I had no desire for people to know about my personal life, with all the trauma that came with it. Over the years, however, I have learned that my story serves a purpose and by sharing it, I might assist those going through similar situations.
I didn’t step out of my comfort zone until college. It was challenging, but as I involved myself in more leadership opportunities, I finally found my voice, which I had so desperately needed. This year, as a CYI LEAP fellow*, I had the chance to participate in NYEC Action Hour where I pitched my idea for CSIY. It’s difficult to say, but I’m not sure if my idea would have materialized if I didn’t have these resources. I’m thankful for the connections and support that have led me down this path.
Everything happens for a reason, and without my obstacles, I would not be the person I am today. Without those obstacles, I would not have the resources I have today.
“Sad things happen. They do. But we don’t need to live sad forever.”— Mattie Stepanee.
The future of CSIY:
I love to partner with local organizations that provide resources for foster youth, such as the Central Plains Center for Services and the Nebraska Children and Families Foundation’s Connected Youth Initiative. When I work with youth, I want to make sure they are informed about all the resources out there for them. These resources are life-changing.
My goals after high school were unclear, but with the help of the Central Plains Center for Services and Connected Youth Initiative, I was able to find scholarships to attend the University of Nebraska-Lincoln. These opportunities have taught me that my story is empowering, which is something I want the youngsters I work with to understand. They don’t have to be ashamed of their situation, and there are plenty of individuals who want to help them achieve their goals.
I’m also planning to create a thrift store that will support CSIY. My dream is for the kids I work with to be able to shop at the store and choose whatever they want for their rooms. The public is welcome to visit the store and shop or donate items to the mission. Foster youth are often overlooked, but this store would serve as a reminder to the public about the foster youth in their community.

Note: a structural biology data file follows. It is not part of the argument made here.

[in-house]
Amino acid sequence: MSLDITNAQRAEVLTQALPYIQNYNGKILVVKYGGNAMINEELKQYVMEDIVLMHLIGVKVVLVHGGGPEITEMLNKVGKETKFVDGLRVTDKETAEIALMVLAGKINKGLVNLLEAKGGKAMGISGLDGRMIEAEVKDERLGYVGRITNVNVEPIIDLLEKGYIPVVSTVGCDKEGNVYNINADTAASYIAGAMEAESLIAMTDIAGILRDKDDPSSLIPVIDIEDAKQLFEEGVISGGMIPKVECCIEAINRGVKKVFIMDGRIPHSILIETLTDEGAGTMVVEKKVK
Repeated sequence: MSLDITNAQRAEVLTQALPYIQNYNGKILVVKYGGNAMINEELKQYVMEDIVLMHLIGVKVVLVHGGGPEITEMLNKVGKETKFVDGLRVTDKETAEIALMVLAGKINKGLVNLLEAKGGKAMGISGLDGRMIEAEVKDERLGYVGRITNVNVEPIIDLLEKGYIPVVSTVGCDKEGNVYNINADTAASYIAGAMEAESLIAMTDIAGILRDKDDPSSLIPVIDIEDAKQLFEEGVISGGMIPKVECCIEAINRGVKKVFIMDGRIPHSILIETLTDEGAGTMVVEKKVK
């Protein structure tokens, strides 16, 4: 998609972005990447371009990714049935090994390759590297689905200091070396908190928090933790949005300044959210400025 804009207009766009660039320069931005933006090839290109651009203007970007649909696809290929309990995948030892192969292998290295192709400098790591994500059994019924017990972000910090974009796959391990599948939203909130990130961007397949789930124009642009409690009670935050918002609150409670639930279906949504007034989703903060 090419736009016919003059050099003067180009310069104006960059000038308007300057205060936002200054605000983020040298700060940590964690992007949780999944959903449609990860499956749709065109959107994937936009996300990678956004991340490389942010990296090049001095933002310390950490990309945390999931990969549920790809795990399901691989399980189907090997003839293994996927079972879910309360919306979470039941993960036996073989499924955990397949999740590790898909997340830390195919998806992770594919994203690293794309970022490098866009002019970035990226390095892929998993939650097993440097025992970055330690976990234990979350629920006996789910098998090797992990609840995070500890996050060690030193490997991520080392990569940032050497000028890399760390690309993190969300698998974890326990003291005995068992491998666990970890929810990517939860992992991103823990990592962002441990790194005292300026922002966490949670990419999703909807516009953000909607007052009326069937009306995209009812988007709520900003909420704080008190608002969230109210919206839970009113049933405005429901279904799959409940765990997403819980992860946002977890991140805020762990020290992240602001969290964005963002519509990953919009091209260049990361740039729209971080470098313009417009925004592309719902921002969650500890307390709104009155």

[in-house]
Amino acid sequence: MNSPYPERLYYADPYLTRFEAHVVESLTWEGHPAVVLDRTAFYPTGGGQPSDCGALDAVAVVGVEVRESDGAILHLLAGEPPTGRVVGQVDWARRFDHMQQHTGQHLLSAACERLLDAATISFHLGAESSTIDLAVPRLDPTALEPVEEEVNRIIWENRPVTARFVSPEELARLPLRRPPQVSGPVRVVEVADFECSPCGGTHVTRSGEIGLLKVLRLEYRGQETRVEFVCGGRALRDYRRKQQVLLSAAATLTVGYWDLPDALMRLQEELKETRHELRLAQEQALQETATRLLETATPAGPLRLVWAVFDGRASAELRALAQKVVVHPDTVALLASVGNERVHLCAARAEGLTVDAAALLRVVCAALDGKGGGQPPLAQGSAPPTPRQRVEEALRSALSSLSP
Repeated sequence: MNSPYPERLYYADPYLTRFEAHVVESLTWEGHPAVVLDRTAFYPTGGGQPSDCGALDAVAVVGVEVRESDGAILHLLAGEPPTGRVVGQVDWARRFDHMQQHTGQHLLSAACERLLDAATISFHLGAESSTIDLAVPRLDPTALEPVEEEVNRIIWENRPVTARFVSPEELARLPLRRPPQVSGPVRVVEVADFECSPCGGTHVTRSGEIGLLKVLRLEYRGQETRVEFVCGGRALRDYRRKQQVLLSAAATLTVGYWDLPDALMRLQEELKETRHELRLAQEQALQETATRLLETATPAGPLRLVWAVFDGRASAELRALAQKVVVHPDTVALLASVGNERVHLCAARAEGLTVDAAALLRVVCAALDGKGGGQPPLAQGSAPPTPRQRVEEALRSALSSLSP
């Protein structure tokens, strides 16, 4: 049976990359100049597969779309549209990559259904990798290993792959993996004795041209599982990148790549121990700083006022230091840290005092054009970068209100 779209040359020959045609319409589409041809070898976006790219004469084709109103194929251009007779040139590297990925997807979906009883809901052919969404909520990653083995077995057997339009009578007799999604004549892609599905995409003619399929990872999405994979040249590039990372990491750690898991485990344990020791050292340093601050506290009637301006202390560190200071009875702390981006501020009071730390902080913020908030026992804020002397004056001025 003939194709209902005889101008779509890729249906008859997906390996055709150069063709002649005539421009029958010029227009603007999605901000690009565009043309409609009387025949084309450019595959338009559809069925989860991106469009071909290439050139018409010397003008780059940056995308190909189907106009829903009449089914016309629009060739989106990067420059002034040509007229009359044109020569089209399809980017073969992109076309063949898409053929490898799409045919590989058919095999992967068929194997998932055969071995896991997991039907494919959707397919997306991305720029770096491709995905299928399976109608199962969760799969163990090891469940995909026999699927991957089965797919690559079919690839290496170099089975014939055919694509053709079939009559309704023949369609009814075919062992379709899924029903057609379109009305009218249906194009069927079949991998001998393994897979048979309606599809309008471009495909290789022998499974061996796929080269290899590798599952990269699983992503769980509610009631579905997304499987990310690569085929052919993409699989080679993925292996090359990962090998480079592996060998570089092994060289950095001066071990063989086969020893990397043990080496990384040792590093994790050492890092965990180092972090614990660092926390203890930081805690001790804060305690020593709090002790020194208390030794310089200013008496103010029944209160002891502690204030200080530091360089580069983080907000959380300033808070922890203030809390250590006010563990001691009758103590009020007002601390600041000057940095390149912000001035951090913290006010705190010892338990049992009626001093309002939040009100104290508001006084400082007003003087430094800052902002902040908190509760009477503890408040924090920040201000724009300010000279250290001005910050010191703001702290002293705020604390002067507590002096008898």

I hope to serve as a role model for the younger generation. I once was in their shoes, and I know how easy it is to fall into the victim mindset. I have overcome many obstacles to become a full-time student at UNL and pursue my dream of creating my own business. I love to equip children with the necessary tools to reach their full potential. It is a strong belief of mine that each child should know plenty of people in their corner who believe in their aspirations-this is especially true for foster youth. CSIY aims to power, support, and inspire youth through intentional, meaningful spaces.
*LEAP is one of Nebraska Children’s Connected Youth Initiative (CYI)-aligned resources! CYI is a statewide program that offers supports and services ranging from financial literacy to educational resources to housing for young people 14-26 who experienced homelessness, human trafficking, foster care, juvenile justice, and probation. Thanks to the Annie E. Casey Foundation’s first iteration of the national LEAP program, our CYI coaches align with these strategies. That way, young people like Tyeisha enjoy support from experts who assist them in their transition from post-secondary education and succeed in that crucial first year of college or career training!